10 Responses

  1. Tyler says:

    Absolutely stunning photos, Emily. I’ve always been fascinated by these trains that run through such isolated areas and the relationship they have with the local residents who depend on them. It looks like you got some decent weather and the light is pretty neat up there!

  2. Walter says:

    The aurora is on my bucket list. Wonder if I could convince my wife that she needs a train trip in Alaska — in the winter? Hmmmm

    • Emily says:

      Actually, tell her that you’ll go to the hot springs… that might be enticing enough. Apparently going to the Chena Hot Springs (about an hour and fifteen minutes outside Fairbanks) is a popular winter trip, and a good handful of the people I met on the train were heading there. Super relaxing! For the five seconds it takes you to walk from the indoor pool area to the outdoor spring you wonder what the hell you are doing in a bathing suit in subzero temperatures, but after that it is quite glorious. The Alaska RR has packages that include Chena, but you usually can get a better deal on rooms there if you book yourself on their horrid website.

  3. James says:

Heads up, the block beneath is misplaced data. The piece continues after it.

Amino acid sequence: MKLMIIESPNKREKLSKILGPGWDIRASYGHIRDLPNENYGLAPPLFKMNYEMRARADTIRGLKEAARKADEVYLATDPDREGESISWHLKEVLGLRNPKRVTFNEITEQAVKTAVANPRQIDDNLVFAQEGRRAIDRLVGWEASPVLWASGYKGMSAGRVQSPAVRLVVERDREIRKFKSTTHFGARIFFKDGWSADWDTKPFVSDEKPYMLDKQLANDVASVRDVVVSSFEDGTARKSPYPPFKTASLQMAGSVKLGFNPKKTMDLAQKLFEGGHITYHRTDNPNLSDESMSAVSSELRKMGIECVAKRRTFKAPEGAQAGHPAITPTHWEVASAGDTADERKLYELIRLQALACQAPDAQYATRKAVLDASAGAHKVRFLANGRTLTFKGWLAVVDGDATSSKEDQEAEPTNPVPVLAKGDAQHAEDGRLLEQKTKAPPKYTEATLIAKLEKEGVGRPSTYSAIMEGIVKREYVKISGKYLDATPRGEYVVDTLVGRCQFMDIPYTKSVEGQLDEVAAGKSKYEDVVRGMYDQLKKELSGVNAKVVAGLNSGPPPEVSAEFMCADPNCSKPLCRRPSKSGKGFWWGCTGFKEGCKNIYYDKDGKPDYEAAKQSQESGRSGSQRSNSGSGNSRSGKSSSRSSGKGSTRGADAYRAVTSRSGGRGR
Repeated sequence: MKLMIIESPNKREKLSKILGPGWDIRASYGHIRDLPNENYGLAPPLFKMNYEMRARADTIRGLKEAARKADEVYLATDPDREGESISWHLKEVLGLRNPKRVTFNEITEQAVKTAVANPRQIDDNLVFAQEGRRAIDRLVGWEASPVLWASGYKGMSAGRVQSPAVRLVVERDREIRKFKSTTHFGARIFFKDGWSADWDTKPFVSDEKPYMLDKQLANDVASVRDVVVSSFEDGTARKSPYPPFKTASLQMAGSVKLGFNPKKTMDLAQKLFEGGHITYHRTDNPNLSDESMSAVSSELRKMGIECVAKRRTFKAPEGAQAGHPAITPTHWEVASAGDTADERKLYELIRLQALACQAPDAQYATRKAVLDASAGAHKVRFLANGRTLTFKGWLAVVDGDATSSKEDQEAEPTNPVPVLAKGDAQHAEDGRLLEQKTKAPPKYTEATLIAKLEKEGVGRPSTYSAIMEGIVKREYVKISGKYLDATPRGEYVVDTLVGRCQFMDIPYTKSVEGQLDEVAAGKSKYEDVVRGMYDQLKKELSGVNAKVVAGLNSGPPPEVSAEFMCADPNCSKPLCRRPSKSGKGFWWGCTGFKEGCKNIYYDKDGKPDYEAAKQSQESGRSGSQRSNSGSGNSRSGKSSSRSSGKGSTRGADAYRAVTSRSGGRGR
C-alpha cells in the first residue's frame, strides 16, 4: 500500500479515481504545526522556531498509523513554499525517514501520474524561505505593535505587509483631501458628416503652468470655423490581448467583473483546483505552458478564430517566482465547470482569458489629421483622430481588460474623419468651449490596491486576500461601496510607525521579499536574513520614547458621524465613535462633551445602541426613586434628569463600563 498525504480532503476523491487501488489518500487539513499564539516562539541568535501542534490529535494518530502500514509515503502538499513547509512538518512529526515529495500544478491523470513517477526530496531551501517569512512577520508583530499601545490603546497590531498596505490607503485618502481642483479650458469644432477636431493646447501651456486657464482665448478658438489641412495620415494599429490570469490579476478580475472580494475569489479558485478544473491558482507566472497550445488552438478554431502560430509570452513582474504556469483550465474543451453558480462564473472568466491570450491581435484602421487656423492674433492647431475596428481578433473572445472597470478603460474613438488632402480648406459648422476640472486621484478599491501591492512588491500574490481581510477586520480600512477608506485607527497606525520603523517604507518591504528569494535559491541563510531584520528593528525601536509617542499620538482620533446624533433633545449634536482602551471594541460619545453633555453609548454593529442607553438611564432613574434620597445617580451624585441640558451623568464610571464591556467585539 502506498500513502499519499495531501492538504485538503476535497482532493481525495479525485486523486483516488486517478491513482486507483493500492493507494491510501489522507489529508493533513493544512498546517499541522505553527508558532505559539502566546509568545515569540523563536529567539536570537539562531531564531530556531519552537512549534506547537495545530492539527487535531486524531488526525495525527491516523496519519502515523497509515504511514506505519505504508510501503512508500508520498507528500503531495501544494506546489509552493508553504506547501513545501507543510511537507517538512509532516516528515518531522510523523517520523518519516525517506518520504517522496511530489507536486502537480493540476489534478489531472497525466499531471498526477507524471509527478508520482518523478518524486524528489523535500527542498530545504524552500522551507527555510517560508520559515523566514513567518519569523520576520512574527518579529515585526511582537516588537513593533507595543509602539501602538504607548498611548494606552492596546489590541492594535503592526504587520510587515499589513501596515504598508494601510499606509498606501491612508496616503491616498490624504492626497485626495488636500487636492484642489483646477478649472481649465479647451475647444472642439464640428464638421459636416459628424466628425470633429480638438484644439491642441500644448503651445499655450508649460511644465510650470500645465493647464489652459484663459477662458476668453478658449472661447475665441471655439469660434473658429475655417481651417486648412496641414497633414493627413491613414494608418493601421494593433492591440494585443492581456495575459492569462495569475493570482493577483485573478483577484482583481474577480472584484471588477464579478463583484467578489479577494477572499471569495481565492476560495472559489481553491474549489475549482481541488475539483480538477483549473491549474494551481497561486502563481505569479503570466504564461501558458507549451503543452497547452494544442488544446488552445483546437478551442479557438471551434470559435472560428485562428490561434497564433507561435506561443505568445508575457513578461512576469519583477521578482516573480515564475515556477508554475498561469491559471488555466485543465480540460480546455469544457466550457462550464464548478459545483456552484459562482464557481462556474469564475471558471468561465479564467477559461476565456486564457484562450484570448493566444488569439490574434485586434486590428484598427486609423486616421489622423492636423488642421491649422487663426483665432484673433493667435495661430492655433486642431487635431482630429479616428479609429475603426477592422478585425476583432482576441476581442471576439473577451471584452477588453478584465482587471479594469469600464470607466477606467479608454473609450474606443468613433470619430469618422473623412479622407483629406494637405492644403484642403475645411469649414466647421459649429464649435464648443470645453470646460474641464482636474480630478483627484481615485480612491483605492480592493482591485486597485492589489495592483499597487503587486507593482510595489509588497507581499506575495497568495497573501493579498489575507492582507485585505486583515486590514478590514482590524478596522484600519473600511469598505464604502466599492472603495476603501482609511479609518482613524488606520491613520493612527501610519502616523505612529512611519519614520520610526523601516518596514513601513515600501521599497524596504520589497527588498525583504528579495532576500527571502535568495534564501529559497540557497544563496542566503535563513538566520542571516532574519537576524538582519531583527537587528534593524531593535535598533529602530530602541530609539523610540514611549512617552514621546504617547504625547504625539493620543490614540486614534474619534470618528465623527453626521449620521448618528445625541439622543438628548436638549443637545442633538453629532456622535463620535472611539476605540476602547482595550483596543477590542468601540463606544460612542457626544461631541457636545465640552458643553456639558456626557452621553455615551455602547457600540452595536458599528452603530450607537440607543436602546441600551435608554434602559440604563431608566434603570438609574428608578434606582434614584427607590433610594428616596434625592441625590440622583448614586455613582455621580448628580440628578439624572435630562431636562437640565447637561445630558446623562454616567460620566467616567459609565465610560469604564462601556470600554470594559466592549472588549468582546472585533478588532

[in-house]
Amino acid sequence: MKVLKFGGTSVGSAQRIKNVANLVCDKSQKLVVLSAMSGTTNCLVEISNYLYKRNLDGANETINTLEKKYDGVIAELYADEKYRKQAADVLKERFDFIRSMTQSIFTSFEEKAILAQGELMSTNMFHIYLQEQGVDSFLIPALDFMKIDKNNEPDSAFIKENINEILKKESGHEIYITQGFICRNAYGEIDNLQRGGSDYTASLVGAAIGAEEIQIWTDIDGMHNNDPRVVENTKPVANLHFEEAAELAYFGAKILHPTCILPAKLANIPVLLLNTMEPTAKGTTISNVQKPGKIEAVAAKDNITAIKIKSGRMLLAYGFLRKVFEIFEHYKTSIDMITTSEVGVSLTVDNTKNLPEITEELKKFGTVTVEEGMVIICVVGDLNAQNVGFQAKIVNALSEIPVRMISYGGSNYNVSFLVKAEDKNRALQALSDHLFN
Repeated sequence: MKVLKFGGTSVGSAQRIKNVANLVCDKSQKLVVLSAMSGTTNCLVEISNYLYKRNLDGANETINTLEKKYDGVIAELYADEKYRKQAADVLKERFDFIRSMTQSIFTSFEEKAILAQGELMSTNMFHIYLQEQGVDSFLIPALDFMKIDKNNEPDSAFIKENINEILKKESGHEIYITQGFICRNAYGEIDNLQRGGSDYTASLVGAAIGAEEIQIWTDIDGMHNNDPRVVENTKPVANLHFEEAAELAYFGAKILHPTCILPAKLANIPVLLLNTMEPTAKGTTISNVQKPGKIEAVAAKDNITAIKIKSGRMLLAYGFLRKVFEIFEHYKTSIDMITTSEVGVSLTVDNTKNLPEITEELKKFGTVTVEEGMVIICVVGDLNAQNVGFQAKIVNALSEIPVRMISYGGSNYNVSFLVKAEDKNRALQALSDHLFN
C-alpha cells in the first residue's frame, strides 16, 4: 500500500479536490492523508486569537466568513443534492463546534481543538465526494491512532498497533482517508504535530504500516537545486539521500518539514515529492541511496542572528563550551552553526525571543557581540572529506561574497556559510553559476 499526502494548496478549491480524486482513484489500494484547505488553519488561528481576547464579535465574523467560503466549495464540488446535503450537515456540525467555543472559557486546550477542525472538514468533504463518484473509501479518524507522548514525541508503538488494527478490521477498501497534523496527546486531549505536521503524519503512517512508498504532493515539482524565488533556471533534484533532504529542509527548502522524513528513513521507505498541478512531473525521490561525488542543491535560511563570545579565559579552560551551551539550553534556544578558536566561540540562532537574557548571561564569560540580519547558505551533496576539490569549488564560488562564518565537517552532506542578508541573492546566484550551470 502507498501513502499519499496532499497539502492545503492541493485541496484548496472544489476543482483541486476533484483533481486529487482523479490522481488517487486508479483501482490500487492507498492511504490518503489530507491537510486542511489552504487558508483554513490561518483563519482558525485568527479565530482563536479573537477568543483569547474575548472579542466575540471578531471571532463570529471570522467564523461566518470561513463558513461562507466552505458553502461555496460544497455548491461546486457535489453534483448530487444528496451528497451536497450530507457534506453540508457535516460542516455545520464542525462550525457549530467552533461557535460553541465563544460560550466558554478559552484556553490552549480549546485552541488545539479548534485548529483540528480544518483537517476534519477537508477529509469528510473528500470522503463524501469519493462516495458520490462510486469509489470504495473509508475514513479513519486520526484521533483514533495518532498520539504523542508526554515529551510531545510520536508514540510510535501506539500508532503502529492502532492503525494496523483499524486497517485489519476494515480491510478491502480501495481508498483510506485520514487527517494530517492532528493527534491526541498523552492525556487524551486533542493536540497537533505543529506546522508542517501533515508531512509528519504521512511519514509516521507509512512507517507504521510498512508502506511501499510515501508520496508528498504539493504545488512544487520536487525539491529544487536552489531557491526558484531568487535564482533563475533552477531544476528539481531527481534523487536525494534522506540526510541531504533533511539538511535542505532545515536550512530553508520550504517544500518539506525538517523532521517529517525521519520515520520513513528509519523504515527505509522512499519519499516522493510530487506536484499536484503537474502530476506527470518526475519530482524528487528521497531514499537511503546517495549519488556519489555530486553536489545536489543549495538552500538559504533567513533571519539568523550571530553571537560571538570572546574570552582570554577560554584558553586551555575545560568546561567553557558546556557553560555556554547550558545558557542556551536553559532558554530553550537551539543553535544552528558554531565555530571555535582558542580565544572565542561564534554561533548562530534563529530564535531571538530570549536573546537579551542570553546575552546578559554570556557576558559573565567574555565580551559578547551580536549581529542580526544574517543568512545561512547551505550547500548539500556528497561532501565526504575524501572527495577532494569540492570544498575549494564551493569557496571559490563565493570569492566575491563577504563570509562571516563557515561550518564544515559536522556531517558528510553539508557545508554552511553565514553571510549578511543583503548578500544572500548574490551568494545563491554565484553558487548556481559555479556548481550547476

Wow Emily, your photos are awesome! I’ve always wanted to go to Alaska and see the Iditarod, ever since I raised my two Siberian Huskies form pups!

  4. Heather says:

    Wasilla, home of the Iditarod? Is it bad that I thought of someone/something else? ;)

  5. Steve Dunham says:

    Great photos, and I agree with you in wishing for those railroads that never were built. But I think that the Exxon Valdez disaster could have happened even if the Alaska Railroad, rather than the pipeline, had hauled the oil: via either method, the oil would have been transferred to a ship, right?

    • Emily says:

      If the Alaska Railroad was extended, yeah, it would have been transferred to a ship (although at Whittier instead of Valdez), but the Trans-Canadian plan had the oil running down through Canada to Montana and connecting with Amtrak. THAT would have been a very interesting ride, IF it were available for passengers. Alas, no railroad :(

  6. Wayde Gutman says:

    Hey kiddo, next time you are in Alaska, head down to Skagway and check out the White Pass & Yukon Route, a narrow gauge railway. While you are there, check out the GE 90 class “Shovelnose”, those are my favorite class of diesel.

  7. Josue Bernardo Rodriguez(Balto) says:

    I doubt Alaska Railroad will ever extend the tracks to the bay up north most of the terrain up there is not traversable since its almost wet most of them time. Canadian Pacific could do it but it would have to freight not passenger and even that trying to make the range traversable would be real costly to do so.

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